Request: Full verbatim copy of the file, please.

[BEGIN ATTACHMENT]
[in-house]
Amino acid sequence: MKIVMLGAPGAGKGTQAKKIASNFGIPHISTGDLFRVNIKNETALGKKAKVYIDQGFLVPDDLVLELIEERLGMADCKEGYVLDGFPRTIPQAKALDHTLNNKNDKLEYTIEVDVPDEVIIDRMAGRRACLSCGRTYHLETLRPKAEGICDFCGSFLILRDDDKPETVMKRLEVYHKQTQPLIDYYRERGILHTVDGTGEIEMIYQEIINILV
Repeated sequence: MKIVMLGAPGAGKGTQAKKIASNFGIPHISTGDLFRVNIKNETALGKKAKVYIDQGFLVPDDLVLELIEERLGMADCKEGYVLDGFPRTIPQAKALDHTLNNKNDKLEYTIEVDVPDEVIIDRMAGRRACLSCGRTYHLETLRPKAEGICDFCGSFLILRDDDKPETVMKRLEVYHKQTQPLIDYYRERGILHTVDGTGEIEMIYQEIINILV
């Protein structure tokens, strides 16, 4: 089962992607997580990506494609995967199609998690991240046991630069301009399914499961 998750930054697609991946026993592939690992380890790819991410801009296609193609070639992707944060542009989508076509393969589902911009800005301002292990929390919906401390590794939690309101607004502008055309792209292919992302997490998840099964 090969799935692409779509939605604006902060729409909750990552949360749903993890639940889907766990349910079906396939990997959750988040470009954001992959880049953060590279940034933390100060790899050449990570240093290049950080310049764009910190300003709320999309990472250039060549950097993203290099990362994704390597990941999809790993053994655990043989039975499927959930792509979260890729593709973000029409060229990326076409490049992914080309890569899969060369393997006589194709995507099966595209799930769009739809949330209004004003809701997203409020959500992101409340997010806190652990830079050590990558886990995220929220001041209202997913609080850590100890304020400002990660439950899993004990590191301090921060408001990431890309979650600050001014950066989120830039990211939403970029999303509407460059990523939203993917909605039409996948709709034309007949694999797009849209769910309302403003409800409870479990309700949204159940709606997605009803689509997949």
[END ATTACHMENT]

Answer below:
[in-house]
Amino acid sequence: MKIVMLGAPGAGKGTQAKKIASNFGIPHISTGDLFRVNIKNETALGKKAKVYIDQGFLVPDDLVLELIEERLGMADCKEGYVLDGFPRTIPQAKALDHTLNNKNDKLEYTIEVDVPDEVIIDRMAGRRACLSCGRTYHLETLRPKAEGICDFCGSFLILRDDDKPETVMKRLEVYHKQTQPLIDYYRERGILHTVDGTGEIEMIYQEIINILV
Repeated sequence: MKIVMLGAPGAGKGTQAKKIASNFGIPHISTGDLFRVNIKNETALGKKAKVYIDQGFLVPDDLVLELIEERLGMADCKEGYVLDGFPRTIPQAKALDHTLNNKNDKLEYTIEVDVPDEVIIDRMAGRRACLSCGRTYHLETLRPKAEGICDFCGSFLILRDDDKPETVMKRLEVYHKQTQPLIDYYRERGILHTVDGTGEIEMIYQEIINILV
């Protein structure tokens, strides 16, 4: 089962992607997580990506494609995967199609998690991240046991630069301009399914499961 998750930054697609991946026993592939690992380890790819991410801009296609193609070639992707944060542009989508076509393969589902911009800005301002292990929390919906401390590794939690309101607004502008055309792209292919992302997490998840099964 090969799935692409779509939605604006902060729409909750990552949360749903993890639940889907766990349910079906396939990997959750988040470009954001992959880049953060590279940034933390100060790899050449990570240093290049950080310049764009910190300003709320999309990472250039060549950097993203290099990362994704390597990941999809790993053994655990043989039975499927959930792509979260890729593709973000029409060229990326076409490049992914080309890569899969060369393997006589194709995507099966595209799930769009739809949330209004004003809701997203409020959500992101409340997010806190652990830079050590990558886990995220929220001041209202997913609080850590100890304020400002990660439950899993004990590191301090921060408001990431890309979650600050001014950066989120830039990211939403970029999303509407460059990523939203993917909605039409996948709709034309007949694999797009849209769910309302403003409800409870479990309700949204159940709606997605009803689509997949």